Sea bream with fennel salad and orange pearls

 artist

Inspired by a Jason Atherton recipe, Trota pulled out all the stops and planned the day well in advance. So – with Salmon gone fishing and Fidget watching Crufts re-runs – Trota, fully self-expressed, had the cartoon kitchen all to herself. Joy!

Sea bream with fennel salad and orange pearls

fish fennel and orange

Dear reader, this is not for the faint hearted: it takes preparation and dedication. But, hey, the reward…

There are three main elements: the orange dressing, the fennel and onion salad, and the fish (sea bream ideal, sea bass also good).

Orange dressing: you will need 2 blood oranges (1 peeled and segmented, 1 zested and juiced), 1 tbsp white wine vinegar, 50ml olive oil, fennel fronds. Heat the orange juice in a small saucepan and reduce by two-thirds, stir in the zest and set aside to cool. To create orange ‘pearls’ put the orange segments in a heatproof plastic bag and place in a pan of boiling water for 10–15 seconds, remove from the water and tease apart the segments to create pearls. Mix the pearls into the chilled reduced orange juice, stir in the white wine vinegar, the olive oil and the fennel fronds and set aside until you are ready to serve.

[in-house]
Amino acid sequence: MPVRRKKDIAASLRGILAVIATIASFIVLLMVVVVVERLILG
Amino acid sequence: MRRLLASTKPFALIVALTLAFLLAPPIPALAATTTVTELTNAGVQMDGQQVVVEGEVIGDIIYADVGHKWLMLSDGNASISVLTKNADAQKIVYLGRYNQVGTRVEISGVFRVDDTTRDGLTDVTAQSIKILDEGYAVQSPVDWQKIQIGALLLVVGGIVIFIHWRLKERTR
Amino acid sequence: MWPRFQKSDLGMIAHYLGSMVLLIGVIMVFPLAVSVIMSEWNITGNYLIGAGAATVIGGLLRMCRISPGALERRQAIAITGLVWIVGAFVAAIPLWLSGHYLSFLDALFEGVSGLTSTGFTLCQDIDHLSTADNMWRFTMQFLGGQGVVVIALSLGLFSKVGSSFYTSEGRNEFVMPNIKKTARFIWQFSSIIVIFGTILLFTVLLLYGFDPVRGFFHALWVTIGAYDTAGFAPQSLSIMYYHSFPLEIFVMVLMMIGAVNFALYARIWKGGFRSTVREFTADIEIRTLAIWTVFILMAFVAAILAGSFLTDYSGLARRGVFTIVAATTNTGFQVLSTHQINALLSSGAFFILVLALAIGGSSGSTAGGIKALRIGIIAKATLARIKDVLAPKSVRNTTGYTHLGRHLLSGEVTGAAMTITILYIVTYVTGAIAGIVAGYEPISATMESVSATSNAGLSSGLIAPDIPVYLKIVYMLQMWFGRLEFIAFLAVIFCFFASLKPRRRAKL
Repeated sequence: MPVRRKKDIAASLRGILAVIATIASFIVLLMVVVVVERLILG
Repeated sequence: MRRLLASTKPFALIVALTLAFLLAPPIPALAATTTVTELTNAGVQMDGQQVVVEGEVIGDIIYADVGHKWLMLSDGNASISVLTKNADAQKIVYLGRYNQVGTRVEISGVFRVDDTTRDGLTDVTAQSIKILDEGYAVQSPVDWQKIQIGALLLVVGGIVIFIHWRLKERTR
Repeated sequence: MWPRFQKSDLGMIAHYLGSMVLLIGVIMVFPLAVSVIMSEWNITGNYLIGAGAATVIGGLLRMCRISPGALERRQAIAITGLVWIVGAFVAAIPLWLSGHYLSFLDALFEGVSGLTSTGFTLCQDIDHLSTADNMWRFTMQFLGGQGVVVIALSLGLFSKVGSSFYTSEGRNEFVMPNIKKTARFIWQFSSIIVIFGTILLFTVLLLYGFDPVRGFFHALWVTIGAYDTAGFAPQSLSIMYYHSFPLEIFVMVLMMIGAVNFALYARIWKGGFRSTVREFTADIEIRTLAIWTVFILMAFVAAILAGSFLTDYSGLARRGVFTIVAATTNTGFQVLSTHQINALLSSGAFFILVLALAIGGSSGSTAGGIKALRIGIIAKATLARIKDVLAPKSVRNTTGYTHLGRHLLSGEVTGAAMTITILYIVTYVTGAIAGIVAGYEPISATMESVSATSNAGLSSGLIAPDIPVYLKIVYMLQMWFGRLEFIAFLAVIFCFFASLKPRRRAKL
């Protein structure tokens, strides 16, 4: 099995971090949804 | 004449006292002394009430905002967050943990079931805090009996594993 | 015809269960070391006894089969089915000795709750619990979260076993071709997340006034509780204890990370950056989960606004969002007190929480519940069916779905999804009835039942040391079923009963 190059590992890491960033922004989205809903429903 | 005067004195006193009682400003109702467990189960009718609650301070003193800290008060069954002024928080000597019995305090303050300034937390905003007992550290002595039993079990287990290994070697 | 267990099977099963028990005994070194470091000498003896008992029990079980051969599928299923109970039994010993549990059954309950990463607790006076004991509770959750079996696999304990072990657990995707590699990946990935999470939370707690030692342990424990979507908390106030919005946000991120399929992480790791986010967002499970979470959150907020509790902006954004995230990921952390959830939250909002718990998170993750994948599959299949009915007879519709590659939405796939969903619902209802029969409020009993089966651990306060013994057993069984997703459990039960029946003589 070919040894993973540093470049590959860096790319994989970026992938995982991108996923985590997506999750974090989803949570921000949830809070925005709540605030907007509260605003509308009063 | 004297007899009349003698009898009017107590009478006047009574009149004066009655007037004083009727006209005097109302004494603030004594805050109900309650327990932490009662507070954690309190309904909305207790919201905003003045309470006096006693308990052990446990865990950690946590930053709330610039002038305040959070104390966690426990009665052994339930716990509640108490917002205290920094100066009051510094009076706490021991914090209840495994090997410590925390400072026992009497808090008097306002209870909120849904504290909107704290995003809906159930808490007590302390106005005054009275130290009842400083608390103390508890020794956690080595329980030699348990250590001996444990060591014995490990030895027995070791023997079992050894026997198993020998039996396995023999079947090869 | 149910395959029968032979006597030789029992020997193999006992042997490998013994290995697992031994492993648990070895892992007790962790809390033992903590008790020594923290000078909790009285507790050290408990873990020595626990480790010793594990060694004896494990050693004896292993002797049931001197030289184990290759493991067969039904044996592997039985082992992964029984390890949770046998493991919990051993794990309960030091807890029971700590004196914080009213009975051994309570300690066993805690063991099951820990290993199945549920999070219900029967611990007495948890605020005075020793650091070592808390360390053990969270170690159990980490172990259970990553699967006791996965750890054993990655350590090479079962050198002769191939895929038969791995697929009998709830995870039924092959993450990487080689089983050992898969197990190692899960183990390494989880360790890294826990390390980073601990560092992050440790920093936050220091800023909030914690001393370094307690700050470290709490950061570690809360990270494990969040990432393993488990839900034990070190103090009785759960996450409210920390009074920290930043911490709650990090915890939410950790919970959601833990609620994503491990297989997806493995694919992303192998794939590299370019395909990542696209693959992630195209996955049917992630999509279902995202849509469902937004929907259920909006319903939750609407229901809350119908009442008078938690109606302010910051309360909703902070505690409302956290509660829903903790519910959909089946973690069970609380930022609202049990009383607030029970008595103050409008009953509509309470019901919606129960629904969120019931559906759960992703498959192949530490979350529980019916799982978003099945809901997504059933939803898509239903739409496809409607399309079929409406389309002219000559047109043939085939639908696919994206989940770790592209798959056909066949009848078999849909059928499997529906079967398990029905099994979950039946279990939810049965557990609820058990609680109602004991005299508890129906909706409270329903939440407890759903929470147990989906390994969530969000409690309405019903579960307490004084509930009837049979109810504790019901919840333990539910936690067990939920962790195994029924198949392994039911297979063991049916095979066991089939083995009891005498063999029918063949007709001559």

Fennel and onion salad: you will need 1 fennel bulb, thinly sliced (a mandolin helps), ½ red onion (peeled and thinly sliced – mandolin again), 40g black olives stoned and quartered lengthways, some fennel fronds, 2 tbsp olive oil, 1 tsp white wine vinegar. Mix well in a bowl, season and set aside.

Now the fish: you will need one fillet per portion. Score the skin, season to taste, and pan-fry with 1 tbsp olive oil, skin-side down for 2–3min until you see the fish is cooked two-thirds through; turn it over and finish cooking on the other side for another minute or two.

To serve, make a bed of the fennel and onion salad, place the fish on top (skin-side up) and decorate the plate (artistically, like Trota) with the orange pearl sauce.

This is an indulgent summer treat, magnificent with a glass of the chilled white – something, indeed, for those very special me-moments. But predictably, with Trota about to tuck in, the spell is rudely broken by Salmon and Fidget turning up demanding their fair share. Just as well that Trota was well prepared, and it was happy days all round in the cartoon kitchen.

Hardly aligned with Salmon’s one-pot philosophy (in fact, he did mention outsourcing the washing up), but what a flavour sensation!